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NASCAR VIEW: Making Kurt Busch eligible for Chase was terrible decision by NASCAR

Posted On Friday, 13 March 2015 20:00 Written by
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What are you thinking, NASCAR?

Seriously: What possible rationale could there be for you allowing a waiver to Kurt Busch that allows him to be Chase eligible if he wins a race and ends the regular season in the top-30 in points?

Let's look at the facts: Busch has missed the first three races of the season after being suspended for actions detrimental to stock car racing; the decision came down prior to the Daytona 500, when a restraining order was issued against Busch in regard to an incident that happened last fall at Dover involving his ex Patricia Driscoll.

He is now reinstated, after the attorney general in Delaware declined to press charges; and I agree that is merited. Without charges, he should be allowed to return.

But riddle me this, NASCAR: How does it make sense that you allow someone who was suspended for actions detrimental to the sport to still be Chase-eligible? What possible basis is there for that decision?

Here is the offical NASCAR explanation:
“As we stated last week, the elimination of the possibility of criminal charges removed a significant impediment to Kurt Busch’s return to full status as a NASCAR member,” said Steve O’Donnell, NASCAR Executive Vice President and Chief Racing Development Officer. “We therefore have decided to move him to indefinite probation and waive the Chase requirement. He has fully complied with our reinstatement program during his suspension and the health care expert who conducted his evaluation recommended his immediate return.
“We have made it very clear to Kurt Busch our expectations for him moving forward, which includes participation in a treatment program and full compliance with all judicial requirements as a result of his off-track behavior.”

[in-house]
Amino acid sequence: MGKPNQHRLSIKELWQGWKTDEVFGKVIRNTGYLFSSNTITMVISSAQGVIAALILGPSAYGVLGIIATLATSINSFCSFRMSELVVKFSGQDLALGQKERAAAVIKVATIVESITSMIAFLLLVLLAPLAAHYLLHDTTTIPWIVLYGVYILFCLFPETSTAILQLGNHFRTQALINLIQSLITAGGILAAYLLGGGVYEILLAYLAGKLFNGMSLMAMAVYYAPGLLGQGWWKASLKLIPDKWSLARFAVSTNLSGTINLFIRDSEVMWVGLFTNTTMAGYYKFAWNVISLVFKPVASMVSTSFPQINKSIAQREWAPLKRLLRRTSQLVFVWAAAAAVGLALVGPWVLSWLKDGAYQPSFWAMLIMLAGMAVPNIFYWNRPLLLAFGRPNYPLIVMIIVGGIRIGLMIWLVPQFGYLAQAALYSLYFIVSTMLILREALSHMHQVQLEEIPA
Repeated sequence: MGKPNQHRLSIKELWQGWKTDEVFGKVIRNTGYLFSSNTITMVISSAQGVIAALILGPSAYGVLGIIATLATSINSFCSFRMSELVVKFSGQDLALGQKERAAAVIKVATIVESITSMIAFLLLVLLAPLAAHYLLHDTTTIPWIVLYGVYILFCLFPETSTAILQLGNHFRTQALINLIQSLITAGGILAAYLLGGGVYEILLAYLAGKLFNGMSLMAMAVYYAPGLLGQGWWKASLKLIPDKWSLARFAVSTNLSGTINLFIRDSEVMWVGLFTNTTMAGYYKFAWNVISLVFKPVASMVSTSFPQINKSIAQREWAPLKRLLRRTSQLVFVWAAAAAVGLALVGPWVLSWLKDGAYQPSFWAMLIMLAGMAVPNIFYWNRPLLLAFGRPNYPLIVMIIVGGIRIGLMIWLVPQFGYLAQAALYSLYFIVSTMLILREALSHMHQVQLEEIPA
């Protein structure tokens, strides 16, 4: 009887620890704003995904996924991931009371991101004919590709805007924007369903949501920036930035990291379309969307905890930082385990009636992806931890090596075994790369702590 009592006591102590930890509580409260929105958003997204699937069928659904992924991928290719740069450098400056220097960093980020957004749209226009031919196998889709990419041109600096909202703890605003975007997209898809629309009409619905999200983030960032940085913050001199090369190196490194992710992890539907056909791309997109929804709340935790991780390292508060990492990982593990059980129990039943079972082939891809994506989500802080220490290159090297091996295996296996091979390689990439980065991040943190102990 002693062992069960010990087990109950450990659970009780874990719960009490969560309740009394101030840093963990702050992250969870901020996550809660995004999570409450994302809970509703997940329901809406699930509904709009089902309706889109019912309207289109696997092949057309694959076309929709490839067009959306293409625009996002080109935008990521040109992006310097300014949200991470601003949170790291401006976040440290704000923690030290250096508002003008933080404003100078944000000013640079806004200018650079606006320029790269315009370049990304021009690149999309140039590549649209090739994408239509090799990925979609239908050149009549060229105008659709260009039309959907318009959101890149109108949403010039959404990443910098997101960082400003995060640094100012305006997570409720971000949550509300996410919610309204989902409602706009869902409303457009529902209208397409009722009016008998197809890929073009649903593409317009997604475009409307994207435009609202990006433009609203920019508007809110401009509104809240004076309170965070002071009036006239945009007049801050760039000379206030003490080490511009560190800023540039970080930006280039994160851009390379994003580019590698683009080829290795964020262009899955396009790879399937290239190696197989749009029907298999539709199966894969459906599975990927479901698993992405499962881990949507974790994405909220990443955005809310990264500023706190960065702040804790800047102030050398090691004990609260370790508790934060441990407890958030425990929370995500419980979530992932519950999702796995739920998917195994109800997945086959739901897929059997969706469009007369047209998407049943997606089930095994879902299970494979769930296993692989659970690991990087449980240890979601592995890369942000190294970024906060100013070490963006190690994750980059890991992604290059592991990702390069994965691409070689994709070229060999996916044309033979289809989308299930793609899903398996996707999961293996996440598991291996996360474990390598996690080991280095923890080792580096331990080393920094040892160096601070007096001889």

In essence, they are saying that their own rules mean nothing, and their suspensions are essentially meaningless.

I understand granting a waiver for people with medical conditions -- you don't want unhealthy people racing and it's not their fault they are sick.

I can even understand Tony Stewart's waiver last year after the tragedy in New York. He was in no mental condition to race and, again, it wasn't something he intended to do.

But this Kurt Busch situation has no basis whatsoever for a waiver. The original intent of the Chase setup is to allow drivers who run all the races to be eligible for the Chase. With each additional waiver, Busch's being the final straw, the camel's back is officially broken -- those rules about Chase eligibility mean nothing. After this, there's no way any other waiver request can be denied -- I mean, the guy was suspended BY NASCAR, and still got a waiver upon returning. 

And NASCAR has made themselves look silly in the process. i agreed with their decision to suspend Busch once the restraining order was issued. Regardless of what happened in that room (and we'll never know, as it's a he said she said situation), Busch put himself in a bad situation that represented the sport in a negative light.

If what he did is worthy of suspension, how does a lack of charges make him eligible to make the Chase? It literally makes no sense, and I'm not sure what sort of twisted logic ran through the minds of everyone in Daytona Beach. Allowing him to be Chase-eligible should never have been considered.

I don't think Busch will win a race, or make the top 30 in points, after missing the first three races. He starts out with zero championship points. He'll have to run strong every week to do that.

But if Busch can pull it off, and then contends for the title, NASCAR will have a big old mess on their hands, as they'll be exposed as a sanctioning body whose rules mean nothing and who committed the most unnecessary disciplinary flip-flop in recent sports history. can be found on Twitter @AutoTechReview, or stay updated at the AutoTechReviews Facebook page.

Matt Myftiu can be found on Twitter @MattMyftiu.

Matt M. Myftiu

Matt Myftiu has been a journalist for two decades with a focus on technology, NASCAR and autos.

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